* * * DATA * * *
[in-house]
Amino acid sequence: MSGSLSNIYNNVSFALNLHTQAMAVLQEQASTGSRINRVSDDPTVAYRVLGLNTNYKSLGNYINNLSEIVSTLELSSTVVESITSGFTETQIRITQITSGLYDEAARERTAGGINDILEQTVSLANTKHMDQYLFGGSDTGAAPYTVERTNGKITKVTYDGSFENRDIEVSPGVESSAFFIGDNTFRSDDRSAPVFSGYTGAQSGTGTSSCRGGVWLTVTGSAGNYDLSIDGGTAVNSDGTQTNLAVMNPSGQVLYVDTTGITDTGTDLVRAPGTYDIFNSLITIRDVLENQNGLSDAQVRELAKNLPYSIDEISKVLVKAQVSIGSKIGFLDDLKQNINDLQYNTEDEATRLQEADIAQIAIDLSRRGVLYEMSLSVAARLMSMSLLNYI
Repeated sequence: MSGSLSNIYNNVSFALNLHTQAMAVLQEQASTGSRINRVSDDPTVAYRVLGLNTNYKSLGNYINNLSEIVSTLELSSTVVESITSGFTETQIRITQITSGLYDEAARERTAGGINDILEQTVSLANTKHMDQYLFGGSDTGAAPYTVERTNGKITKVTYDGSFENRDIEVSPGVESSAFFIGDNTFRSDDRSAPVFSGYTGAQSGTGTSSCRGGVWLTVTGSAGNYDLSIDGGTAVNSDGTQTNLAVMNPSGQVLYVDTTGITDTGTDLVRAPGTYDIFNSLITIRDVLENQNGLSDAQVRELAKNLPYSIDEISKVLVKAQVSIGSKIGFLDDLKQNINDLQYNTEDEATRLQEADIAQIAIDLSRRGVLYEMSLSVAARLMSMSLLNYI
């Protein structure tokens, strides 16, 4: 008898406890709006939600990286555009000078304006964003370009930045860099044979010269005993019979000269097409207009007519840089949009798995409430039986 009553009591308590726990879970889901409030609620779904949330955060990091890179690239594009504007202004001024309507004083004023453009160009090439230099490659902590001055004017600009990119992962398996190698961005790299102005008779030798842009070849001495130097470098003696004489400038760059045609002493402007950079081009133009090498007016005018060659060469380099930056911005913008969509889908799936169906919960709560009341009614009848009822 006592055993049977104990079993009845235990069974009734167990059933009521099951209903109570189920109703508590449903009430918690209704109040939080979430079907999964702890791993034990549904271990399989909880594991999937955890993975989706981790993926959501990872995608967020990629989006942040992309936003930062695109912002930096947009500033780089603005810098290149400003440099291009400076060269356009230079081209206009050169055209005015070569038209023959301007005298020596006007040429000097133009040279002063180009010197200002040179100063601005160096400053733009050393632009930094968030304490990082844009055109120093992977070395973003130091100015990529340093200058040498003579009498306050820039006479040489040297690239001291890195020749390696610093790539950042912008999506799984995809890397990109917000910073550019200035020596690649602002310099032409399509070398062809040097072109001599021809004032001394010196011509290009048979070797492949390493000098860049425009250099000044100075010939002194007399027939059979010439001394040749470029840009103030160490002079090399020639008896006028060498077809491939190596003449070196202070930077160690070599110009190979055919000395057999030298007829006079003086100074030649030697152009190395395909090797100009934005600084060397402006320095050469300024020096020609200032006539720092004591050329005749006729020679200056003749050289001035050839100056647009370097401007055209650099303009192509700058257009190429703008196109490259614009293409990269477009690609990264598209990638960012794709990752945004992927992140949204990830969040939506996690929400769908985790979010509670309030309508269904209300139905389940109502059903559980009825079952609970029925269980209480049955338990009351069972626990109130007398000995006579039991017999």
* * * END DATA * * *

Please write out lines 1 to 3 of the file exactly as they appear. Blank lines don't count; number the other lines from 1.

[in-house]
Amino acid sequence: MSGSLSNIYNNVSFALNLHTQAMAVLQEQASTGSRINRVSDDPTVAYRVLGLNTNYKSLGNYINNLSEIVSTLELSSTVVESITSGFTETQIRITQITSGLYDEAARERTAGGINDILEQTVSLANTKHMDQYLFGGSDTGAAPYTVERTNGKITKVTYDGSFENRDIEVSPGVESSAFFIGDNTFRSDDRSAPVFSGYTGAQSGTGTSSCRGGVWLTVTGSAGNYDLSIDGGTAVNSDGTQTNLAVMNPSGQVLYVDTTGITDTGTDLVRAPGTYDIFNSLITIRDVLENQNGLSDAQVRELAKNLPYSIDEISKVLVKAQVSIGSKIGFLDDLKQNINDLQYNTEDEATRLQEADIAQIAIDLSRRGVLYEMSLSVAARLMSMSLLNYI
Repeated sequence: MSGSLSNIYNNVSFALNLHTQAMAVLQEQASTGSRINRVSDDPTVAYRVLGLNTNYKSLGNYINNLSEIVSTLELSSTVVESITSGFTETQIRITQITSGLYDEAARERTAGGINDILEQTVSLANTKHMDQYLFGGSDTGAAPYTVERTNGKITKVTYDGSFENRDIEVSPGVESSAFFIGDNTFRSDDRSAPVFSGYTGAQSGTGTSSCRGGVWLTVTGSAGNYDLSIDGGTAVNSDGTQTNLAVMNPSGQVLYVDTTGITDTGTDLVRAPGTYDIFNSLITIRDVLENQNGLSDAQVRELAKNLPYSIDEISKVLVKAQVSIGSKIGFLDDLKQNINDLQYNTEDEATRLQEADIAQIAIDLSRRGVLYEMSLSVAARLMSMSLLNYI